Rights group Lawyers for Liberty (LFL) today hit out at the Singapore government over attempts to stop or discourage rights lawyers from taking on public interest cases, warning that such moves will deprive prisoners of their right to legal representation and undermine the rule of law.
In a statement, it referred to applications by the Singapore Law Society and the attorney-general to stop prominent lawyer M Ravi from practising in the republic, saying that he and other rights lawyers are being “punished” for their work.
“It is undeniable that M Ravi is being singled out, in view of the numerous applications filed against him for representing the death row inmates.
“The exorbitant costs orders sought against him, as well as other lawyers like Violet Netto and Charles Yeo reflect the bleak legal landscape in Singapore where lawyers are actively punished and deterred from taking on public interest cases that directly challenges the government or the system,” it said in a statement by its chief coordinator Zaid Malek.
Ravi, Violet and Yeo had worked on the case of Singaporean Roslan Bakar and Malaysian Pausi Jefridin, two mentally disabled prisoners on death row in the city-state who were scheduled to hang for trafficking drugs in Singapore.
They were granted a last-minute respite by Singapore President Halimah Yacob on Feb 17, but their appeals were rejected by the High Court yesterday.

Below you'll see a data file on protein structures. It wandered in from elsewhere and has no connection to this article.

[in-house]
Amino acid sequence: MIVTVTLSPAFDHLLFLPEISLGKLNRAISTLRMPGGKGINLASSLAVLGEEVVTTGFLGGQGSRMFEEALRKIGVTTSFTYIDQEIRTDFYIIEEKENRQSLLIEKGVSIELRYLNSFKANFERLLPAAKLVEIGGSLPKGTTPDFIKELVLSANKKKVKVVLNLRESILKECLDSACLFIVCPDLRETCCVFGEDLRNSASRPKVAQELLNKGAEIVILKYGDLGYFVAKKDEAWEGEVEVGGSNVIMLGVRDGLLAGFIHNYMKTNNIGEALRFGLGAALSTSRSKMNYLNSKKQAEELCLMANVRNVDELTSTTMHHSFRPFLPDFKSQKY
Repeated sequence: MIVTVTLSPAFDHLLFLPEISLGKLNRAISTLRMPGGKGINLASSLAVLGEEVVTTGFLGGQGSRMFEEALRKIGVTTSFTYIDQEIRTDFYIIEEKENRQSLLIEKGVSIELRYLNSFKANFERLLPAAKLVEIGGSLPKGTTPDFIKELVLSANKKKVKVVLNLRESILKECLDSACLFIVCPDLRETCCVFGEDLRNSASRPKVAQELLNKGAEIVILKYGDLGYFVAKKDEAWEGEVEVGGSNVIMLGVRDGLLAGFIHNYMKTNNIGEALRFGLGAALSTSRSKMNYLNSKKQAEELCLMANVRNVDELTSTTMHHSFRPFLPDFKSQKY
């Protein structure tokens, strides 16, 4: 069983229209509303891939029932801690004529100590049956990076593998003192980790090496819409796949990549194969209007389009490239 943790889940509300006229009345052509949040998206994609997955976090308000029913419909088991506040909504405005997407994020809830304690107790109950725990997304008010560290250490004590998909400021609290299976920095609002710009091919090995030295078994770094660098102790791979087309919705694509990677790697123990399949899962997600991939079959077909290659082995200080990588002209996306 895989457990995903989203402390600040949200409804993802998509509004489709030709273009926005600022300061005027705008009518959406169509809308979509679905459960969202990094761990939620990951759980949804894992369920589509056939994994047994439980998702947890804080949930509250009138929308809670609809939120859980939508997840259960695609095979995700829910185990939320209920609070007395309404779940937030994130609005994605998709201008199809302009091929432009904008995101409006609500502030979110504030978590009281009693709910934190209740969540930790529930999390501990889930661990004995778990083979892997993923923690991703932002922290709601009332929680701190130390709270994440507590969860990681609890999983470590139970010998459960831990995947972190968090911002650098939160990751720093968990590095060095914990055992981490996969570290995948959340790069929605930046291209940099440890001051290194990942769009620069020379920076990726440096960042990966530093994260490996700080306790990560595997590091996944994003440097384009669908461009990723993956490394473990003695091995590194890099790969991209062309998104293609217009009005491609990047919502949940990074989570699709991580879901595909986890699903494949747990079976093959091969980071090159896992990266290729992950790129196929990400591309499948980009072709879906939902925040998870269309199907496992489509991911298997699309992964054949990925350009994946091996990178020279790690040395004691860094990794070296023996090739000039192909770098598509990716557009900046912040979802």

The Singapore attorney-general had served Ravi with contempt of court applications following his efforts in the case, with LFL saying last month that these were allegedly based on his conduct during two cases handled in November last year.
LFL also said that it was “baffling and suspicious” that the contempt charges were only activated as Ravi was working on the case of Roslan and Pausi.
It said today that such action against Ravi would ultimately deny prisoners facing capital charges their right to legal representation.
“Lawyers would be reluctant to take on cases for fear of personal costs being ordered against them as well as the risk of being suspended or even removed from legal practice.
“The rule of law will hence be undermined,” it said, urging the Singapore government to take heed of its own constitution which recognises the right of any person to be defended by a legal practitioner of their choice.
“The constant harassment of lawyers and the creation of a culture of fear among legal practitioners is essentially an underhanded way of removing this right. This must not be tolerated.
“We urge the Singapore government to hold up its own constitution and protect the rights of legal representation, which must be done by ensuring that lawyers are protected from intimidation, hindrance, harassment or improper interference, when carrying out their duties on behalf of clients.”